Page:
Apartment rent increases slowed further in the first quarter, a development that, combined with faster wage growth, is expected to ease financial stresses for low- and middle-income households over the next couple of years.
Average rent rose 2.3% to $1,310 in the first three months of the year, according to RealPage, a real estate technology and analytics firm. That marks a decline from the fourth quarter's 2.6% pace and the smallest yearly gain since the third quarter of 2010.
Rent increases have slowed steadily since peaking at 5.3% in the second half of 2015.
Equally significant is that apartment occupancy in the first quarter fell to 94.5%—a historically normal level—from 95.1% late last year and an average 95% from 2012 to 2017. During that period, tight apartment supplies and surging demand from Millennials pushed occupancy and rent higher.
"What we're seeing is a return to more normal conditions," says RealPage chief economist Greg Willett.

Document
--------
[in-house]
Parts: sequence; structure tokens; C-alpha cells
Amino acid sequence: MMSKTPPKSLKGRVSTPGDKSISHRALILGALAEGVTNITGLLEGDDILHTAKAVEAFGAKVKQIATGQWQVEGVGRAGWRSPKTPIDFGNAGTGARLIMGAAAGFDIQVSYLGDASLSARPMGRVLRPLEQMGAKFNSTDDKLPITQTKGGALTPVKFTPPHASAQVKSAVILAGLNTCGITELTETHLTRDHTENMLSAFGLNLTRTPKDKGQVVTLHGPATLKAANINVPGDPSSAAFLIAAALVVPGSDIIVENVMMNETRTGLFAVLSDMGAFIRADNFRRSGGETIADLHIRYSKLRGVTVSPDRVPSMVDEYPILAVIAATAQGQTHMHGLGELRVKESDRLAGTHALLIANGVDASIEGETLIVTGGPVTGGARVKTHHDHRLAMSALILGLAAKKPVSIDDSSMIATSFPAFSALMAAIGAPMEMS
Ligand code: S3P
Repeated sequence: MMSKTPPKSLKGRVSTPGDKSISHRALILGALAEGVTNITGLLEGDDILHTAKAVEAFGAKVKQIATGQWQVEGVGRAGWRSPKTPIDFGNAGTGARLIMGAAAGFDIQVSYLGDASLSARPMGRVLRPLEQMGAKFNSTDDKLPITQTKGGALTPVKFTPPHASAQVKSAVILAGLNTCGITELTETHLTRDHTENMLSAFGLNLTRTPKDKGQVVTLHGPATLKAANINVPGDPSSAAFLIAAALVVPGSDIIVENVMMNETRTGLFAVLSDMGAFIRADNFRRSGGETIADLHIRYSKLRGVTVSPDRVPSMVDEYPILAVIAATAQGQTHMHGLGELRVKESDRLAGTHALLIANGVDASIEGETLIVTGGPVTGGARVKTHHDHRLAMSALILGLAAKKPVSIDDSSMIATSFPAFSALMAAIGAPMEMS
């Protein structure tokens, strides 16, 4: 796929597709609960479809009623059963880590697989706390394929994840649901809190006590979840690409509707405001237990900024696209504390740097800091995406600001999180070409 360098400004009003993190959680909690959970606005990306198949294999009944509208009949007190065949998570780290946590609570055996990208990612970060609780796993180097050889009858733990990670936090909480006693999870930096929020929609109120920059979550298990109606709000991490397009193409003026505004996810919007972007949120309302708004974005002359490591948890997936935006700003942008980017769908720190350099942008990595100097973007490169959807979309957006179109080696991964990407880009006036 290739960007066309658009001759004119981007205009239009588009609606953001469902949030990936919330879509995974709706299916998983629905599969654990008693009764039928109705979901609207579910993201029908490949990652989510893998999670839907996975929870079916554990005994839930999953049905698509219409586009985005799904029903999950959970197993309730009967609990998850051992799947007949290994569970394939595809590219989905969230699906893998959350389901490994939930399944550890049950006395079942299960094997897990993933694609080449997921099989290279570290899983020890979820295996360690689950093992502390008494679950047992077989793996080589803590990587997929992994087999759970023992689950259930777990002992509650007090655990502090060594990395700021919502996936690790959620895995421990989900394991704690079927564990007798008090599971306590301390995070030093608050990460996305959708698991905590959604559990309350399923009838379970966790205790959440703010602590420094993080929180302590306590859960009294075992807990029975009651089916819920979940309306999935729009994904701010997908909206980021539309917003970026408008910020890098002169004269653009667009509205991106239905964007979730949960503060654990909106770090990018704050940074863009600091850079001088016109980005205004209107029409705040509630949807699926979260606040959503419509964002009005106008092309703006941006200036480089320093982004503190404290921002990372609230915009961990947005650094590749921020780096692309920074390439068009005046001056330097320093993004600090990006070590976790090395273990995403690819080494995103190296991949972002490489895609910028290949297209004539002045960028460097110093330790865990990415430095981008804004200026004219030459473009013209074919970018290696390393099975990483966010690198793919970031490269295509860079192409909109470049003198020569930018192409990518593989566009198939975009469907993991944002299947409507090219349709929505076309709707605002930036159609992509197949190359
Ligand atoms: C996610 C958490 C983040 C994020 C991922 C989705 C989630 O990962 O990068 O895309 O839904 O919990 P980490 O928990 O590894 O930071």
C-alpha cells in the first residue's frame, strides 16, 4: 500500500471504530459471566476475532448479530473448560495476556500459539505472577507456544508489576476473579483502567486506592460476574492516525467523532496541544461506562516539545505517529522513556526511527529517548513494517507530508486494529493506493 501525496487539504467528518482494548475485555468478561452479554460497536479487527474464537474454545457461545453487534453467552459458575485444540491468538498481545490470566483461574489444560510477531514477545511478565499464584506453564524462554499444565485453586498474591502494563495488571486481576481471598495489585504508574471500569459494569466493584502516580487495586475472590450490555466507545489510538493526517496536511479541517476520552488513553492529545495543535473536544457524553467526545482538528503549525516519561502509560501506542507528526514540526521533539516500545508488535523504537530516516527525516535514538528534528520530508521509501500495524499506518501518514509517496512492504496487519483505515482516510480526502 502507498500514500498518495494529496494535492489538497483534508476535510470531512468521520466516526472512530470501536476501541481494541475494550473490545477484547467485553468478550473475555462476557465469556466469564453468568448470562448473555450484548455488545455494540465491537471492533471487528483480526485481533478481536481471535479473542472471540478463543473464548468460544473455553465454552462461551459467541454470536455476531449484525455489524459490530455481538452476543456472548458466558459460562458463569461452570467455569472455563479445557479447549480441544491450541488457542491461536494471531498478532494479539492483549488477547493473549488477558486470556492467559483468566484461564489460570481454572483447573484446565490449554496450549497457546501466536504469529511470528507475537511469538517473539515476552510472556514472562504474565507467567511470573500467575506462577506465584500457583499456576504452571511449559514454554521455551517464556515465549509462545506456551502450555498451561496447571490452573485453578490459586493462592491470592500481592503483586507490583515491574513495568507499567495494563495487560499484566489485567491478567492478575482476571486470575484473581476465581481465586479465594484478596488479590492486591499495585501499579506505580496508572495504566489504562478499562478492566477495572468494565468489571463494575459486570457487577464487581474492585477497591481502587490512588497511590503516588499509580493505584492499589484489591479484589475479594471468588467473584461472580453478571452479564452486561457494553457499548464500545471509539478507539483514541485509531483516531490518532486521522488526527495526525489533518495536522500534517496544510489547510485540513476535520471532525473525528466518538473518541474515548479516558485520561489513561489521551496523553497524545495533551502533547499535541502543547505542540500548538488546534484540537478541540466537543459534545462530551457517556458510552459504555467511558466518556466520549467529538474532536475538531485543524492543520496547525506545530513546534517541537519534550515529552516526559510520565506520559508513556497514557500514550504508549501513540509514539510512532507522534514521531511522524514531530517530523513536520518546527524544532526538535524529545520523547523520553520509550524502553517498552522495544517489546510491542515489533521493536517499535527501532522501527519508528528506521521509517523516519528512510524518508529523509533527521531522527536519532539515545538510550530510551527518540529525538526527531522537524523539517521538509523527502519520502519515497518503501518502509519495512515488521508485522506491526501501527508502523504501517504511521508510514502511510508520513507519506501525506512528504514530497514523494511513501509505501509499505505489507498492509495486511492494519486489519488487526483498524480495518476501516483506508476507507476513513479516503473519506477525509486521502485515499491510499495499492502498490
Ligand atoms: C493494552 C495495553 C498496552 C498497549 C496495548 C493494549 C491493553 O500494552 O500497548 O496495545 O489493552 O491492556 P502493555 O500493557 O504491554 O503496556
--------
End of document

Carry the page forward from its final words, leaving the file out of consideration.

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The price moderation can be traced to a massive wave of apartment construction the past few years. About 319,000 units were completed over the past 12 months and another 314,000 are expected the next year, Willett says, well above the normal pace of 250,000.
Renters won't immediately feel the benefits. For several years, rent hikes have outpaced tepid annual wage growth averaging 2% to 2.5%. But pay increases picked up recently to 2.6%, Labor Department figures show, and many economists expect gains to approach 3% by the end of the year as the low unemployment rate forces employers to bid up for workers.
Over the next year or two, "Household income is going to go up faster than rent," Willett says. "That's a more comfortable situation." He expects rent growth to stabilize at about 2.5% during that period.